• Helping counteract diseases … such as heart disease, hypertension, diabetes, osteoporosis, and depression which are common among retirees and are often fatal
  • Improving brain function … retirees who exercise regularly have better cognitive health according to the National Centre for Biotechnology Information in the USA in a study published in January 2013. A more recent study by the Alzheimer’s Research & Prevention Foundation shows that regular exercise can reduce the risk of developing dementia by nearly 50%.

The best exercises for retirees to prevent cognitive decline

The following exercises range from exercises that put minimal stress on your joints and other parts of your body to full-blown dumbbell strength training:

Water aerobics … improve your strength, flexibility, and balance with minimal stress on your body.

These exercises are thus ideal for those living with arthritis and other forms of joint pain because the buoyancy of the water puts less stress on your joints.

Water also provides natural resistance, which means you have no need for weights if you are strength training.

Chair yoga … refers to doing yoga stretches and poses while seated in an upright chair.

It is less stressful on muscles, joints and bones than conventional yoga, yet improves muscle strength, mobility, balance and flexibility.

It also enhances mental health in retirees, delivering better quality sleep, less depression, and a general sense of well-being.

Resistance bands … are stretchy loops of rubber that add resistance to workouts with less stress.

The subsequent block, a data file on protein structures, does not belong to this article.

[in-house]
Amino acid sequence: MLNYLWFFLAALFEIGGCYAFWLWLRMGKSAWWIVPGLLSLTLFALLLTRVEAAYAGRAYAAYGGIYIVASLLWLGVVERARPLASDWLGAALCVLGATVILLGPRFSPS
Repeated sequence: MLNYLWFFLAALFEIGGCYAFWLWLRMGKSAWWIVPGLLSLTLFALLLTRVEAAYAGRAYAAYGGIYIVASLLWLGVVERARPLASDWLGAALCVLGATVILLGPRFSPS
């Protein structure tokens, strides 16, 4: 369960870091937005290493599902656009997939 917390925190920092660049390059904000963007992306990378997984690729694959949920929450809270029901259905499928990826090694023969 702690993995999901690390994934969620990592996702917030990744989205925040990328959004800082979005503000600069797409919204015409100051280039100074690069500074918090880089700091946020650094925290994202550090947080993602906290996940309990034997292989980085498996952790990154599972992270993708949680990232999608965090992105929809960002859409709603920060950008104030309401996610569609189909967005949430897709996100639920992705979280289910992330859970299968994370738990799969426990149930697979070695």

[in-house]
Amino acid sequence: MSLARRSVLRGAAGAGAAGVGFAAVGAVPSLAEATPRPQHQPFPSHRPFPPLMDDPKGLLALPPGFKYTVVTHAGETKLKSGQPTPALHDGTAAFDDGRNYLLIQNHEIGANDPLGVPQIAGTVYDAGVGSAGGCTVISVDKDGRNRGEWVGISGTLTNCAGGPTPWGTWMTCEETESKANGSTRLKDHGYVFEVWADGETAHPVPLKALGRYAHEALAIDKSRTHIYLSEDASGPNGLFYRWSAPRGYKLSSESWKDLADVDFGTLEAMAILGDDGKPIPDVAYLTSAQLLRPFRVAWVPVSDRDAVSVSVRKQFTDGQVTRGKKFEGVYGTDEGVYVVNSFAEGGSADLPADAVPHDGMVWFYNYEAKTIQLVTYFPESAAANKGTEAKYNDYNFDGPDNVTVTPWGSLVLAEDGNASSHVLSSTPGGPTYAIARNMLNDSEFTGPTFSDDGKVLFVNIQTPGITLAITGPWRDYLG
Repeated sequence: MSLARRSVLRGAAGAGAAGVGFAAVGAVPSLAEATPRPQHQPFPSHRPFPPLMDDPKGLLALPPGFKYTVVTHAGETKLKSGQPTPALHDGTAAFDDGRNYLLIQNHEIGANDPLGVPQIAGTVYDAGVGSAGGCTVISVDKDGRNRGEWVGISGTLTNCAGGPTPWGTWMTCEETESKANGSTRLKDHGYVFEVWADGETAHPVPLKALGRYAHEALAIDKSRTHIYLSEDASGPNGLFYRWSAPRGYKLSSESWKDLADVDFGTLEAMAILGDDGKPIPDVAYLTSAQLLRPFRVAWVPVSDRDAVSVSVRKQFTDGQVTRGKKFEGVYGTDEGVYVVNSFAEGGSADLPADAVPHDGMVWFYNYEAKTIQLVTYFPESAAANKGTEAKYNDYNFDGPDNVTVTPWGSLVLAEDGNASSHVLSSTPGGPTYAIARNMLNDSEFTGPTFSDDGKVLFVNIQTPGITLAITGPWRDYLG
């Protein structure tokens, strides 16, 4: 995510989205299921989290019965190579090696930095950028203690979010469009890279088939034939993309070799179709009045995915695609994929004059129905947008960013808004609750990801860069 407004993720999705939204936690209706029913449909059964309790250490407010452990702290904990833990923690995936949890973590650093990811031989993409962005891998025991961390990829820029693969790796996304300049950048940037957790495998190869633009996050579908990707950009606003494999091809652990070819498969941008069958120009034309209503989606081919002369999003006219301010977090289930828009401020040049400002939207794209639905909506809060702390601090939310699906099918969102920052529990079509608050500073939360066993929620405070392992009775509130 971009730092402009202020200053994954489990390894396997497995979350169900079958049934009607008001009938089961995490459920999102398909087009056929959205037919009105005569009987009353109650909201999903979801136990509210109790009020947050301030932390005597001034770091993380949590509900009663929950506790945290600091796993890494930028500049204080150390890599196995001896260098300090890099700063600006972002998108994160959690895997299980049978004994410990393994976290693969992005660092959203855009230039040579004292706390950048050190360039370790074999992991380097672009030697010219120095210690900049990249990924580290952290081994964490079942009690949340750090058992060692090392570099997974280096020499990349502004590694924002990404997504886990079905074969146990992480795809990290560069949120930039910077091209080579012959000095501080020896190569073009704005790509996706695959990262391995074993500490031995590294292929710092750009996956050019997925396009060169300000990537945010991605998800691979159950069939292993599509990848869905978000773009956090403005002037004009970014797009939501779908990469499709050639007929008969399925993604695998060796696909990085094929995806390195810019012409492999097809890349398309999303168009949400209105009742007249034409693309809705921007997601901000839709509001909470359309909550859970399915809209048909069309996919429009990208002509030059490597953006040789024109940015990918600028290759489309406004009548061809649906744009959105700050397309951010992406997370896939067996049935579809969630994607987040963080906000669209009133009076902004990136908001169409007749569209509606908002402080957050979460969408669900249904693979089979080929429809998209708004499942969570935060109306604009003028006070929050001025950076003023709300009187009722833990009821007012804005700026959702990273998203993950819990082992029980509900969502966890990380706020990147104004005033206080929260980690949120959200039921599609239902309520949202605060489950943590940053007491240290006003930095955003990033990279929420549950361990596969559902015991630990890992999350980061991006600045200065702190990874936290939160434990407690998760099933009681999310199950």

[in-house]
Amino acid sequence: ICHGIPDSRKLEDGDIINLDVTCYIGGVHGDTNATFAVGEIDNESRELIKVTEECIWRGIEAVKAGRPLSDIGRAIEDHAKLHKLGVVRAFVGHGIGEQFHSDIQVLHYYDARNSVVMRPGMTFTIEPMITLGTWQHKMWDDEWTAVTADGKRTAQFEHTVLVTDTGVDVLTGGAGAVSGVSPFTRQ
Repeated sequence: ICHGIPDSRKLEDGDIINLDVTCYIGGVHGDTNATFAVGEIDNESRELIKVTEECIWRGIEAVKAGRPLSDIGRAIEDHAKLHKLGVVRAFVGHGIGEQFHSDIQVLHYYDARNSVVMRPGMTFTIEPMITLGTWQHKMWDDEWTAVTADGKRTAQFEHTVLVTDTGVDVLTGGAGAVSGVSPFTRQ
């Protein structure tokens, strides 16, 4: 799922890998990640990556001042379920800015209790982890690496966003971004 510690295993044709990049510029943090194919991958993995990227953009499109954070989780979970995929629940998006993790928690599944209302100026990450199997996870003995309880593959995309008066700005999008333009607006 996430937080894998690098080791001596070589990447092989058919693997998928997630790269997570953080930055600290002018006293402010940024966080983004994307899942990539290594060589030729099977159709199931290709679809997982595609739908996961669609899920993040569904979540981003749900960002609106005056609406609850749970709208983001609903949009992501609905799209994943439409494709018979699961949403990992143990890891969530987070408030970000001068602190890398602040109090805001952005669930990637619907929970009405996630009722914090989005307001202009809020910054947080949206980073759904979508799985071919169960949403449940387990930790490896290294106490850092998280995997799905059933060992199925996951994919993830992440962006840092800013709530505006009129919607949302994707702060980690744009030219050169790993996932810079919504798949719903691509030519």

They are fairly cheap and are ideal for exercising at home. They are perfect for strengthening your core, which improves your posture, mobility, and balance.

They usually come in packets of five with varying degrees of resistance from light to very heavy, along with a downloadable instructional e-book (PDF format) and a link to a video.

Pilates … is another low-impact form of exercise. Its tools usually include mats, balls and other inflated accessories.

Pilates’ exercises develop core strength, improve balance and increase flexibility in persons aged 65+.

Walking … promotes a healthy lifestyle, while strengthening muscles, and reducing your risk of heart disease, stroke, diabetes, and colon cancer.

One study found that walking 10,000 steps a day lowers the 10-year outlook for mortality by 46%.

All walking is good but walking through countryside scenery and breathing clean air allows you to savour nature and boosts your spirit.

Bodyweight workouts … are strength-training exercises that use an individual’s own weight to provide resistance against gravity. Here’s some you can do at home.

Bodyweight exercises can enhance a range of biomotor abilities including strength, power, endurance, speed, flexibility, coordination and balance.

These exercises are one of the best ways to counteract the effects of muscle atrophy in older adults.

About a third of seniors live with severe muscle loss, which can cause hormone problems and a reduced ability to metabolize protein.

The cost is minimal … just some workout clothes and a mat to soften your impact on the floor.

Dumbbell strength training … uses a weighted bar that is held by one hand to develop the strength and size of skeletal muscles.

Strength training can alleviate the symptoms of diabetes, osteoporosis, back pain, depression and help you manage your weight. It also contributes to a higher metabolism and enhanced glucose control.

You can focus on strengthening specific groups of muscles, while improving your balance and flexibility.

Exercises to avoid … certain exercises are fine for young bucks and female body builders but if you are 65+ they could put an unhealthy strain on you especially if you have joint pain, atrophied muscles, issues with balance or problems with your posture.

You should avoid the following exercises:

Squats with dumbbells or weightsBench press
Leg pressLong-distance running
Abdominal crunchesUpright row
DeadliftHigh-intensity interval training
Rock climbingPower clean